Clinical Path Network: Check mental status or risk missing problems

Quick assessment checks for neurological deficit

When a 57-year-old man walked into the emergency department (ED) at North Broward Medical Center in Fort Lauderdale, FL, with slurred speech and left facial drooping, his wife told nurses that the symptoms had started about 30 minutes earlier. "We immediately assumed the worst case scenario: that it was a stroke," says Sharon S. Cohen, RN, MSN, CEN, CCRN, trauma clinical nurse specialist.

According to the ED’s stroke protocol, nurses immediately took steps to determine if the man was a candidate for thrombolytics. "We asked his wife if he was taking any anticoagulant medication; because if so, he wouldn't qualify for treatment. We started IVs and checked his blood sugar at the bedside," Cohen says. "Within 10 minutes, we were ready to send him to CT [computed tomography] scan."

At that point, the patient's blood sugar came back with a level of 33, far lower than the normal range of 80 to 100. "It turned out that he was a new-onset diabetic and had an acute glycemic reaction," says Cohen.

"Once we fixed his blood sugar, all his symptoms subsided. He was able to tell us that he felt weak and dizzy but never had a headache." If nurses hadn’t intervened rapidly, the patient’s blood sugar would have kept dropping, and he could have gone into an irreversible coma, she explains.

Always do a quick check

Triage nurses at her facility always perform a quick assessment to check for any neurological deficits, says Cohen. "We do a basic neuro check for every patient who walks in the door, like taking vital signs," she says.

This can identify life-threatening conditions that might otherwise go undetected, Cohen adds. (Click here to see the facility’s Emergency Department Record/ Adult assessment form.)

Cognitive assessments usually reveal a change in neurologic function before physical signs such as pupil changes, adds Patricia Carroll, RN, BC, CEN, MS, former ED nurse at Manchester (CT) Memorial Hospital and founder of Educational Medical Consultants, a Meriden, CT-based consulting company specializing in educational programs for health care professionals.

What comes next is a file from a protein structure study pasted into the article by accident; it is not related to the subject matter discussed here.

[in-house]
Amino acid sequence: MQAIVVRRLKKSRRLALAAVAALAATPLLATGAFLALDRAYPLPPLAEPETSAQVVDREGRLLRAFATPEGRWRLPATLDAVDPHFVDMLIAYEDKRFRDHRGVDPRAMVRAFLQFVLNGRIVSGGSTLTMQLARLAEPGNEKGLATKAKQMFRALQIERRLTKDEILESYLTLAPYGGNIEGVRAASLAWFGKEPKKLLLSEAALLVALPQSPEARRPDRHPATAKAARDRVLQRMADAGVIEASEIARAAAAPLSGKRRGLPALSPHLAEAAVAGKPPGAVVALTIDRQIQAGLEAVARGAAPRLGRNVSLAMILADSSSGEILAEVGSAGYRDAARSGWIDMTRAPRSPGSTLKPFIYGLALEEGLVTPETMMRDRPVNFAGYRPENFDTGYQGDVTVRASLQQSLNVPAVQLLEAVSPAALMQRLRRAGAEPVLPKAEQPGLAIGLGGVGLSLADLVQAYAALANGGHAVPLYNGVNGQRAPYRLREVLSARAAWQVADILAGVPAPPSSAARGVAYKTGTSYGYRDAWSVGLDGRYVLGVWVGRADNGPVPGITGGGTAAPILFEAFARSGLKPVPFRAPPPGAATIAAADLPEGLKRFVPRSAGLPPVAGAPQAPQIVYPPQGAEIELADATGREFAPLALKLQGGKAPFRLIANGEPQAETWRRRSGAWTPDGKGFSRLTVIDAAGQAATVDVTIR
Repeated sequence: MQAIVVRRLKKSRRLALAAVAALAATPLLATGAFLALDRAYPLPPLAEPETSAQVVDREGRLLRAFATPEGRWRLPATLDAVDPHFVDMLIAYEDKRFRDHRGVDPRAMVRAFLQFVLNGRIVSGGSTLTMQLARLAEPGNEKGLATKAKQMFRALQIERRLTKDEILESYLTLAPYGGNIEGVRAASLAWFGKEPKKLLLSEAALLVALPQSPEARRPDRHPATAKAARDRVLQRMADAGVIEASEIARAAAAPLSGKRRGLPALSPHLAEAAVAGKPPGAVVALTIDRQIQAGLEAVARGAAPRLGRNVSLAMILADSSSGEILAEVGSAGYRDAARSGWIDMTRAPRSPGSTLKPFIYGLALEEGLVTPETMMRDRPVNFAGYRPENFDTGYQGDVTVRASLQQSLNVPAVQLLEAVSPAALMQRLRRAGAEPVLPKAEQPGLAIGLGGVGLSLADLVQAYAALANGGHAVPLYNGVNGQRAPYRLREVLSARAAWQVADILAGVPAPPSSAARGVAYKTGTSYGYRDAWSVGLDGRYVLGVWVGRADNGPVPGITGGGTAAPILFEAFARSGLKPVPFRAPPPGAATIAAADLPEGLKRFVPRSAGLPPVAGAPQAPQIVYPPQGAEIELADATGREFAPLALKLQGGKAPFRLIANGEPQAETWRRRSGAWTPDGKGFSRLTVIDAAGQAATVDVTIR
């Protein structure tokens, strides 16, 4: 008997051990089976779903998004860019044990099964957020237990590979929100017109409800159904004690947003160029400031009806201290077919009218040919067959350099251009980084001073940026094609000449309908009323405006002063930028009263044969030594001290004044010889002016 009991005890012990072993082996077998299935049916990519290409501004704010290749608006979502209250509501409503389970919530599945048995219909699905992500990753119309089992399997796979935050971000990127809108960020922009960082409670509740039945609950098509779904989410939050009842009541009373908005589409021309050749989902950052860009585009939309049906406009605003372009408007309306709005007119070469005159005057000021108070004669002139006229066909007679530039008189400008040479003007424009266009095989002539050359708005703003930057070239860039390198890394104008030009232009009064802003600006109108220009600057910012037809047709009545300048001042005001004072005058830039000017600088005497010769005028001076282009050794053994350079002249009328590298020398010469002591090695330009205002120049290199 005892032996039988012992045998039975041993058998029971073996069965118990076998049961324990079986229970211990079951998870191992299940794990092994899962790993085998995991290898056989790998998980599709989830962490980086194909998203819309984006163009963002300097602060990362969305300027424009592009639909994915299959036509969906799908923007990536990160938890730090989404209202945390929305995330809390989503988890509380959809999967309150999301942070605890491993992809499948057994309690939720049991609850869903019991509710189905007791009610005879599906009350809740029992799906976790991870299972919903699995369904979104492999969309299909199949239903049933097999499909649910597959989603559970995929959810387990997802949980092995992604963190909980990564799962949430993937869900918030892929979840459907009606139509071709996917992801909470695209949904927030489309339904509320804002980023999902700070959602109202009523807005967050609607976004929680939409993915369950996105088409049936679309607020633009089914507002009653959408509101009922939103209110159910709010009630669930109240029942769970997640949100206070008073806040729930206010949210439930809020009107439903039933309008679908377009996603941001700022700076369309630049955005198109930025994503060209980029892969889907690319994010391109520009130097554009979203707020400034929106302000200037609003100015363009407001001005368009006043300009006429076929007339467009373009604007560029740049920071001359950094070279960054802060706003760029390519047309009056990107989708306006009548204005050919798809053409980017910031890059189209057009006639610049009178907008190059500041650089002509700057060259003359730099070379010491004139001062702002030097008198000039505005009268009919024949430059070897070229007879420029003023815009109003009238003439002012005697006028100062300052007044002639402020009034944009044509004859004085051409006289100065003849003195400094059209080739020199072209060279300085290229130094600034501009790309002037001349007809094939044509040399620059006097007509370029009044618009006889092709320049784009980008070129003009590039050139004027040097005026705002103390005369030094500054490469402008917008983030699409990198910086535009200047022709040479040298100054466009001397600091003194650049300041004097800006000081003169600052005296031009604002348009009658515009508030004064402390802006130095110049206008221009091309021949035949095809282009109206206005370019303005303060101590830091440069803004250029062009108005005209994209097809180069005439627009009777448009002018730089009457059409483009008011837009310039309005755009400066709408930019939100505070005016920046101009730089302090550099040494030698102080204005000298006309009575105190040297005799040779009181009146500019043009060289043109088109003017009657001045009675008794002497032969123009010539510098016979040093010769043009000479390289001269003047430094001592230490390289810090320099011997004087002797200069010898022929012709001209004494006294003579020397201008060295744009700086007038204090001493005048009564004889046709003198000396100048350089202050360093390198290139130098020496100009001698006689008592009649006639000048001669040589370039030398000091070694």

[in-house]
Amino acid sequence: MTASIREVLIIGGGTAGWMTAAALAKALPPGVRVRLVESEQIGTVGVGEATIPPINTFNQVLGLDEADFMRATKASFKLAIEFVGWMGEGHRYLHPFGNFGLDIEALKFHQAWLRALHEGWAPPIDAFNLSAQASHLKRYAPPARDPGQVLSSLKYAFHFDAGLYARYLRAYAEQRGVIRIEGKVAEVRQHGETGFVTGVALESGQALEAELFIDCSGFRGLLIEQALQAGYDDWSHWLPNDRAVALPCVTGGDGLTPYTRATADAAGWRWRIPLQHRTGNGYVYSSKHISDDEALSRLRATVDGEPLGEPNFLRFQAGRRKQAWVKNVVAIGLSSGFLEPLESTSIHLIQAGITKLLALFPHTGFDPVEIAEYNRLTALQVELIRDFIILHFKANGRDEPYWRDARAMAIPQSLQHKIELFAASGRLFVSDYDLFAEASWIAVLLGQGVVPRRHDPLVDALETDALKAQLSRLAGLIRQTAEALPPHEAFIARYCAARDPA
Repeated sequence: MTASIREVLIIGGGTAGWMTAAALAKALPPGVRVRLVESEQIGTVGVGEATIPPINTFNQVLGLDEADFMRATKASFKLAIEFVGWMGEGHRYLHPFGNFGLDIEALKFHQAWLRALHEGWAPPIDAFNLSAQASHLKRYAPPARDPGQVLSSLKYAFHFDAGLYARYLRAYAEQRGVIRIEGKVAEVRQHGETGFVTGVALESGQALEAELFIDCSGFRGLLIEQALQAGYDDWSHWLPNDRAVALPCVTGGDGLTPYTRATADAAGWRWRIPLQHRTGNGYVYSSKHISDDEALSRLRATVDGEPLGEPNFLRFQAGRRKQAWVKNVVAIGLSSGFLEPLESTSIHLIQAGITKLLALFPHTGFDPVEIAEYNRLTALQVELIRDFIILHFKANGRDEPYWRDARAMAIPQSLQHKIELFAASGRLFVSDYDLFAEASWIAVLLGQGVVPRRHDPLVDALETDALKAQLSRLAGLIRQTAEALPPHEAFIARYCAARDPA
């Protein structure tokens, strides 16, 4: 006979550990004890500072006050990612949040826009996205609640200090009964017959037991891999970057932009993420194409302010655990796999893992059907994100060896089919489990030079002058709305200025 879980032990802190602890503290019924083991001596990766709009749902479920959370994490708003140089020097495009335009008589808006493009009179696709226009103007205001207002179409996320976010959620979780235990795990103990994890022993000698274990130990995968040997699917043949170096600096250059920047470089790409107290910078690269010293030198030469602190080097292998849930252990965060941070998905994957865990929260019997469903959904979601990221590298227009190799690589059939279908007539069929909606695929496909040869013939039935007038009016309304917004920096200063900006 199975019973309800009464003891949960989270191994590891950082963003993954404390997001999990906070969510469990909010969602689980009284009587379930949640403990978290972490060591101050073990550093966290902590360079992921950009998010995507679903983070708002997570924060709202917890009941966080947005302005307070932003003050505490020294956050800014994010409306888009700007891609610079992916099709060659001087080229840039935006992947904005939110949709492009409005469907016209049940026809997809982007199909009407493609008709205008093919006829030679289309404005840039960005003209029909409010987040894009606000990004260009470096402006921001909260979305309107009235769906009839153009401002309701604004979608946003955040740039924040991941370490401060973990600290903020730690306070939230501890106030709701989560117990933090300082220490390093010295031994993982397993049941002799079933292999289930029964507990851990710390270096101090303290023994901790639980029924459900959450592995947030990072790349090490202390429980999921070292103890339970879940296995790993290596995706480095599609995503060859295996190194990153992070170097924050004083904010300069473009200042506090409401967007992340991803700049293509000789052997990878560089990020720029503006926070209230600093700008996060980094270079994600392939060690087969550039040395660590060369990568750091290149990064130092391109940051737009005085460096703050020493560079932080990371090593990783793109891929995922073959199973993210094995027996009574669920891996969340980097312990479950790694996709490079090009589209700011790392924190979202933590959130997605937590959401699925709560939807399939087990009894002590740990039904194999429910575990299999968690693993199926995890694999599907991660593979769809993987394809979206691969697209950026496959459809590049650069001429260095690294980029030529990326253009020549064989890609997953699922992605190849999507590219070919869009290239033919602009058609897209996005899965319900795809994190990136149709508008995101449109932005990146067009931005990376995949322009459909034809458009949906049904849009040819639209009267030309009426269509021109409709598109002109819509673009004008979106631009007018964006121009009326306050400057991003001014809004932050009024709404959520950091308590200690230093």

You should add a "D" for disability caused by neurological deficits to the "A, B, C" tenets of airway, breathing, and circulation, recommends Cohen. Your goal is to determine if the patient is awake, alert, and oriented, she says. "If not, you need to go back and figure out why."

Here are items to consider:

Use the information to determine the accuracy of the history.

Doing a quick neuro check allows you to assess if the information provided by the patient can be relied on to provide clinical care, says Cohen. "If the patient has delusions or goes off on tangents, you have to question his history and look for additional sources, or do a different style of work-up."

Check all patients with a history of trauma.

These patients always should have regular neurological checks as long as they are in the ED, even if their initial assessments are perfectly normal, says Carroll. This includes motor vehicle crashes, falls, bicycle accidents, and assaults, she says.

In addition, patients at risk for neurologic impairment from conditions such as high blood pressure, cardiac dysrhythmias and myocardial infarction, electrolyte imbalances, and illnesses that can cause hypoxia should have an initial neurological assessment, says Carroll.

Even if their initial assessment is normal, they should have follow-up assessments to determine if their underlying medical condition is affecting their neurologic status, she adds.

In overcrowded EDs that also face nursing shortages, it may not be practical to perform neuro checks on every patient, acknowledges Carroll. "Remember, in legal circles, your care will be held up to the standard of what another reasonably prudent’ nurse would have done in the same circumstances," she says.

Differential diagnosis is huge’

To determine if a patient needs a neuro check, you need to consider mechanism of injury and pathophysiology of disease, says Carroll.

She gives the example of a 30-year-old man who tells you he cut his hand when he accidentally grabbed the sharp edge of a dog food can to pull it off the magnet on the can opener. "If the location and nature of the laceration is consistent with his description of the mechanism of injury, a neuro examination is not essential," says Carroll.

However, if his story does not match the injury you see, you smell alcohol on his breath, his speech is slurred, or he has an ataxic gait, you'll need to do a more comprehensive neuro assessment, and follow up with repeat assessments to determine if any impairment is getting better or worsening, she says.

Determine the cause of the patient’s altered mental status.

Possible causes for altered mental status include cardiac dysrhythmias, electrolyte imbalances, anemia, stroke, brain tumor, and hypoxia, says Cohen. "There are many things that could alter somebody's mental status. The differential diagnosis is huge," she says.

It also could be a normal status for the patient, she notes. "If the patient doesn't speak clearly, it could be due to a stroke from three years ago. But if I don't know that, I have to assume the abnormal speech is of a new nature," says Cohen.

You must treat any patient who presents with a change in mental status or slurred speech as a stroke until proven otherwise, stresses Cohen.

"This is especially important with an ischemic or embolic stroke, because we can give anticoagulants to treat that," she says.